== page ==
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I have to implement Priority Queue using MultiMap. I use MultiMap from Google Collections. The following code creates a MultiMap and adds few elements into it.

    Multimap<Integer, String> multimap = HashMultimap.create();


Now my problem is how to write the pop method?

I think that there should be a for loop and it should be iterating through MultiMap.

The lowest key should be the highest priority, so in C++ I would set a pointer to the first element and increment it. How to do it in Java?

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up vote 10 down vote accepted

The HashMultimap you're using won't give you any help in efficiently selecting the lowest element. Instead use a TreeMultimap (also in Google Collections) which lets you specify an ordering and iterate through the items in the list in that order. For instance:

for (Map.Entry<Integer, String> entry : multimap.entries()) {
  System.out.println("Item " + entry.getValue() + " has priority " + entry.getKey();

You'll notice that this always prints out entries in priority order, so to get the first-priority element you can just do multimap.entries().iterator().next() (assuming you know the map has at least one element).

See the TreeMultimap documentation for more information.

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Thanks, that's usefull, but how to iterate through TreeMultiMap? – Devel Oct 16 '10 at 17:58
Use multimap.entries() and iterate through that using its iterator() method. I'll update the answer. – jacobm Oct 16 '10 at 18:03
I think it would be last question: I can display the object by: System.out.println(multimap.entries().iterator().next()); and now how to remove this first-priority element (like pop method usually does)? – Devel Oct 16 '10 at 18:10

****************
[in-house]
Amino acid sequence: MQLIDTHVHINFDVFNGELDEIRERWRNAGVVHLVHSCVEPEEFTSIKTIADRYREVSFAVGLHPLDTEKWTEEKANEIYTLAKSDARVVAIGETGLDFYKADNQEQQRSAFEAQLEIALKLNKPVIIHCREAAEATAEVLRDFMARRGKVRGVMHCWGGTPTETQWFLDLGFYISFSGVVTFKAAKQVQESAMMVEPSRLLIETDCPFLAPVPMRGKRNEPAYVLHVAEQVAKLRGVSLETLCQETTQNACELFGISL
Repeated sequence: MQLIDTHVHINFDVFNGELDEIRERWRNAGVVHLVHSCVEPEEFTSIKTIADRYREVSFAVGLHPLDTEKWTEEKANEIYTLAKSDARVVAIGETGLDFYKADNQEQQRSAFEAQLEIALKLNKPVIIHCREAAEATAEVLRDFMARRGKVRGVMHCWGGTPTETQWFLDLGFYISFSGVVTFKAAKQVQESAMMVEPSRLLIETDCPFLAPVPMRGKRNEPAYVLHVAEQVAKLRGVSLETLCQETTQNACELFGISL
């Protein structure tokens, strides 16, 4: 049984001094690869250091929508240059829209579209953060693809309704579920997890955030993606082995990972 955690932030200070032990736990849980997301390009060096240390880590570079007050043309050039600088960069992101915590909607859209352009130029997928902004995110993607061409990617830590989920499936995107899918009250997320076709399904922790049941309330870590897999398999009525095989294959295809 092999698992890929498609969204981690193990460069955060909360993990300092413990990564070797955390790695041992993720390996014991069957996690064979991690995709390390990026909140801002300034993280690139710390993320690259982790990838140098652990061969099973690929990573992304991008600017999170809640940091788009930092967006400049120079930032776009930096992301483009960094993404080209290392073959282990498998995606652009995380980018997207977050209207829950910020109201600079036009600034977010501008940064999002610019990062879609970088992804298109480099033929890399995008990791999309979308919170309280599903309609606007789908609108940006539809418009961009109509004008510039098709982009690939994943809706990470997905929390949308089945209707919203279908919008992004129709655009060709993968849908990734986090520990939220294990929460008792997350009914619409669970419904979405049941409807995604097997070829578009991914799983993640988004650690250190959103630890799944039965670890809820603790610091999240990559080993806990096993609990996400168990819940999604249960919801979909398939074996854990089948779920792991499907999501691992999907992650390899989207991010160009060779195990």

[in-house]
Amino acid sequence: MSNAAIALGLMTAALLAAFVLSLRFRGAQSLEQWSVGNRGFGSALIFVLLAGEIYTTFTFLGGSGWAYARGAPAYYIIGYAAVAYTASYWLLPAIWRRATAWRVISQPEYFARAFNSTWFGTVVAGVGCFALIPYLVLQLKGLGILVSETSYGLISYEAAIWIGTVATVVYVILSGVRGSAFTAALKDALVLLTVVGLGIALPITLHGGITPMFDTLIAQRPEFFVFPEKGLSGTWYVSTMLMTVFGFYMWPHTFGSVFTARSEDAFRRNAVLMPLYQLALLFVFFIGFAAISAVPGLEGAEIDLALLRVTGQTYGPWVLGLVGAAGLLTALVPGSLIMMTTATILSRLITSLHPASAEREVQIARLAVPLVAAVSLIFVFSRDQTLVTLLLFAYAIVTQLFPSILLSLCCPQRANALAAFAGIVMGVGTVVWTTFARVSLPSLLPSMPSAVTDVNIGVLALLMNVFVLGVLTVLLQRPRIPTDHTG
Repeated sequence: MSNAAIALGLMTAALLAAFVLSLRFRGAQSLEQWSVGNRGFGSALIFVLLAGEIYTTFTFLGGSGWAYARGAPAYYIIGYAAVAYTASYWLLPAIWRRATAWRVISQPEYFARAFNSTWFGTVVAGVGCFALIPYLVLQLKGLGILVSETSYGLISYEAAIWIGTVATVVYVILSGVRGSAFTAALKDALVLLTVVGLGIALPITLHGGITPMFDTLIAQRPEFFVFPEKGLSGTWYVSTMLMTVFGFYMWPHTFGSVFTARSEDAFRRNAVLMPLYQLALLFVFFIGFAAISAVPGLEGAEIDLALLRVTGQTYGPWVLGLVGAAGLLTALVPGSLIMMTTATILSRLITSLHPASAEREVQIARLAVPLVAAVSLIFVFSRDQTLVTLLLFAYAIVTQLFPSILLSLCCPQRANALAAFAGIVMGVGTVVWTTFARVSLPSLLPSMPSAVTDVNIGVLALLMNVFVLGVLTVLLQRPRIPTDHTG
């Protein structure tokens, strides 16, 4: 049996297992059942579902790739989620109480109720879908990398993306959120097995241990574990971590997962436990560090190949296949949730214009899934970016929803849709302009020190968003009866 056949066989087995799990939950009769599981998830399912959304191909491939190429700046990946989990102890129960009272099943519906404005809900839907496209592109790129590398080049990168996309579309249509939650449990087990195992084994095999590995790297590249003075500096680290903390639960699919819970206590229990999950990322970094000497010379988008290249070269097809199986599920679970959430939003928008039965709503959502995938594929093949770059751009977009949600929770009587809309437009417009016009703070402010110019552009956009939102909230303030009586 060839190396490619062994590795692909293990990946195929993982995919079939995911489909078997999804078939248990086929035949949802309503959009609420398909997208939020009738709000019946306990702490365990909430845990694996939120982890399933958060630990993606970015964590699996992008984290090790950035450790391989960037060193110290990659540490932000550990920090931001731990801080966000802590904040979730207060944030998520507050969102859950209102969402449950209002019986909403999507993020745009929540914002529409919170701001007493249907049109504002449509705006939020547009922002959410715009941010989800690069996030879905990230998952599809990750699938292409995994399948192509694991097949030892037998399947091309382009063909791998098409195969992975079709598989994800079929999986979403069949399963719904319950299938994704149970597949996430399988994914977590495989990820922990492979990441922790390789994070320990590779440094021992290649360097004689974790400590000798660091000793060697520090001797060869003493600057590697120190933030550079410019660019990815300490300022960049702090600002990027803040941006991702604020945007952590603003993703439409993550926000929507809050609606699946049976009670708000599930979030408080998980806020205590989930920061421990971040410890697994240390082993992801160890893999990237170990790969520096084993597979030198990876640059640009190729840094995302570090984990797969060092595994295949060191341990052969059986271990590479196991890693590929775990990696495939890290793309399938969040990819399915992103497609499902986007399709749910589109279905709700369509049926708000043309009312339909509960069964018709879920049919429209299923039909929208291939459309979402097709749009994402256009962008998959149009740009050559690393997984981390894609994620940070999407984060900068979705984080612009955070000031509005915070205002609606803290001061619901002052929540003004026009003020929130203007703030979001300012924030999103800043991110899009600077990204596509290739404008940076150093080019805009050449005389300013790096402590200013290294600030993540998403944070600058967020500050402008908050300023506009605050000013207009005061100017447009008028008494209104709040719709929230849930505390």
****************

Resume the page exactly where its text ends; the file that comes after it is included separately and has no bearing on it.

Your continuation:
Easiest way would be to just use multimap.remove(key, value). – jacobm Oct 16 '10 at 18:17
Thanks for your answers jacobm. I finally finished it. – Devel Oct 16 '10 at 18:40

If I'm understanding correctly that you're using Multimap as the internals for your own PriorityQueue class, rather than just trying to use Multimap as a priority queue, then you should probably keep a SortedSet (I'll call it sortedKeys) of all the keys. Then you can use multimap.get(sortedKeys.first()) to pop the first element.

By "keeping a SortedSet", I mean that each time you add something to your Multimap, add its key to a SortedSet. When you remove items from your Multimap, remove their keys from the SortedSet. The goal being that your SortedSet stays equal to Multimap.keySet(), but without the overhead of calling SortedSet.clear(); SortedSet.addAll(...) all the time.

The alternative is going to be creating a SortedSet each time which would be much slower. It may help you understand what I'm saying though:

public Collection<V> pop() {
    SortedSet keys = new TreeSet(multimap.keySet());
    return multimap.get(keys.first());
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The problem is that i have to use MultiMap in this project :/ – Devel Oct 16 '10 at 17:40
@Devel - edited to explain – Brad Mace Oct 16 '10 at 17:49
jacobm's answer is simpler since the TreeMultimap already does all this for you. I'm not that familiar with google collections so I didn't realize they already had a class that did this. – Brad Mace Oct 16 '10 at 17:53
Can SortedSet contain two or more same keys, as could happen in MultiMap? – Devel Oct 16 '10 at 18:02
Sets don't have "keys", they just have elements, and yes you can have duplicate elements. – Brad Mace Oct 16 '10 at 18:06

Could you simply use the PriorityQueue class in the JDK?

With the TreeMultimap approach jacobm suggested, the following code is more concise.

Iterator<String> iterator = multimap.values().iterator();
String value = iterator.next();
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